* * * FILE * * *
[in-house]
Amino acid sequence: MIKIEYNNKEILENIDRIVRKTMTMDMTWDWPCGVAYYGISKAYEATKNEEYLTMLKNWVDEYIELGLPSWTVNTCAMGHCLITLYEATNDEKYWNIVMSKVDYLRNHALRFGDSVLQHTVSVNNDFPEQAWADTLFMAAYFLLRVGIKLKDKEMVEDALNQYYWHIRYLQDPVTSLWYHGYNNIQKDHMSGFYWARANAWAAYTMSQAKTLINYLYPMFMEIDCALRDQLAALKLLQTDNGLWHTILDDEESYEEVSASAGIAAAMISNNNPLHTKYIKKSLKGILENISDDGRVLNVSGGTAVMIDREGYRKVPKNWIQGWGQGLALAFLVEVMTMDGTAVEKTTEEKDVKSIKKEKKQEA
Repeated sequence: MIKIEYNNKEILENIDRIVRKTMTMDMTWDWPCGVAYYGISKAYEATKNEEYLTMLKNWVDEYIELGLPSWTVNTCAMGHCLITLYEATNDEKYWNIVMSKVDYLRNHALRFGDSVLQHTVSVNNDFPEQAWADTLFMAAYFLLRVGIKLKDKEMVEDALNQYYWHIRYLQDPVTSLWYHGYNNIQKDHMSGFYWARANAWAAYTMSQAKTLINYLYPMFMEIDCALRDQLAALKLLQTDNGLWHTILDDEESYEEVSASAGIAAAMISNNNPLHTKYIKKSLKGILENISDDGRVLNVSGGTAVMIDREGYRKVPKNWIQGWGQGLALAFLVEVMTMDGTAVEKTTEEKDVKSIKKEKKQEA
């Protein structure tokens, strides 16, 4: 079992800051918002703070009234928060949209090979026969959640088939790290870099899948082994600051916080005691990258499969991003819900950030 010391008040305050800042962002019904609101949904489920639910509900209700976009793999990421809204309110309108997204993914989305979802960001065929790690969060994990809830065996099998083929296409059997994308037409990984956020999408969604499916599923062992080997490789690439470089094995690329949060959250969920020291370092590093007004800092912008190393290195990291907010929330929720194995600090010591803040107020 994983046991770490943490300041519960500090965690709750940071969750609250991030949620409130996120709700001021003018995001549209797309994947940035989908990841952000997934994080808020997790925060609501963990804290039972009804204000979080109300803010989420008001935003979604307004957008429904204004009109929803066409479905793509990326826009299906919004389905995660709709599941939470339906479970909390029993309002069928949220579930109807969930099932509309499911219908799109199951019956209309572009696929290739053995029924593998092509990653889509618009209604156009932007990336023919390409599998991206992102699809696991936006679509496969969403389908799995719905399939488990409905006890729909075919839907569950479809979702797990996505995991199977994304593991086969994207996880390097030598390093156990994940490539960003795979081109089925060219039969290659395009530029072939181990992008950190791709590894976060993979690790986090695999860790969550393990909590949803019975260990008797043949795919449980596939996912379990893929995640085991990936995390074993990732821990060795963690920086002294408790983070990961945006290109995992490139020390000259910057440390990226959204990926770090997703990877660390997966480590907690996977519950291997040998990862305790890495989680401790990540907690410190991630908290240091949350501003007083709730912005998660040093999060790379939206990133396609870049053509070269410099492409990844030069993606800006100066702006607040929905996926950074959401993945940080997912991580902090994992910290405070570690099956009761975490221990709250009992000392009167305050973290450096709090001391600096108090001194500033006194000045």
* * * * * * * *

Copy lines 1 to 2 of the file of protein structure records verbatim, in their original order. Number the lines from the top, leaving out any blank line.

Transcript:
[in-house]
Amino acid sequence: MIKIEYNNKEILENIDRIVRKTMTMDMTWDWPCGVAYYGISKAYEATKNEEYLTMLKNWVDEYIELGLPSWTVNTCAMGHCLITLYEATNDEKYWNIVMSKVDYLRNHALRFGDSVLQHTVSVNNDFPEQAWADTLFMAAYFLLRVGIKLKDKEMVEDALNQYYWHIRYLQDPVTSLWYHGYNNIQKDHMSGFYWARANAWAAYTMSQAKTLINYLYPMFMEIDCALRDQLAALKLLQTDNGLWHTILDDEESYEEVSASAGIAAAMISNNNPLHTKYIKKSLKGILENISDDGRVLNVSGGTAVMIDREGYRKVPKNWIQGWGQGLALAFLVEVMTMDGTAVEKTTEEKDVKSIKKEKKQEA